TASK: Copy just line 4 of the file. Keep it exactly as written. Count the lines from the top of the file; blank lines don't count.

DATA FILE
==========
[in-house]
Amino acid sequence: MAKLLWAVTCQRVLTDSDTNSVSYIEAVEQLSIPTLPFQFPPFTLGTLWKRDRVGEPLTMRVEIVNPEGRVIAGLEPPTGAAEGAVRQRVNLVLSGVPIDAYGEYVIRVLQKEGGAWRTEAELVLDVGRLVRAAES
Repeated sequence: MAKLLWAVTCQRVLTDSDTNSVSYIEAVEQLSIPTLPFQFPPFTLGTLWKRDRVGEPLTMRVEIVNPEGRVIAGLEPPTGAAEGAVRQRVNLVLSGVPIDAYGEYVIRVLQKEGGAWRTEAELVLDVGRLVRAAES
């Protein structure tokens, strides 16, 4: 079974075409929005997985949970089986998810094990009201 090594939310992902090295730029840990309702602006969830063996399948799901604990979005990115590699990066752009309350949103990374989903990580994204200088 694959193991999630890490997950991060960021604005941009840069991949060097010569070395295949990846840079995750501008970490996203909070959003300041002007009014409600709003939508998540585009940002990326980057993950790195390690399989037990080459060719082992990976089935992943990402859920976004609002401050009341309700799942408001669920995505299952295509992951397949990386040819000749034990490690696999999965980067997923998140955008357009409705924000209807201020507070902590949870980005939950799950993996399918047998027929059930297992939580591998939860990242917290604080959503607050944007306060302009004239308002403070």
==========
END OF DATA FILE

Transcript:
């Protein structure tokens, strides 16, 4: 079974075409929005997985949970089986998810094990009201 090594939310992902090295730029840990309702602006969830063996399948799901604990979005990115590699990066752009309350949103990374989903990580994204200088 694959193991999630890490997950991060960021604005941009840069991949060097010569070395295949990846840079995750501008970490996203909070959003300041002007009014409600709003939508998540585009940002990326980057993950790195390690399989037990080459060719082992990976089935992943990402859920976004609002401050009341309700799942408001669920995505299952295509992951397949990386040819000749034990490690696999999965980067997923998140955008357009409705924000209807201020507070902590949870980005939950799950993996399918047998027929059930297992939580591998939860990242917290604080959503607050944007306060302009004239308002403070």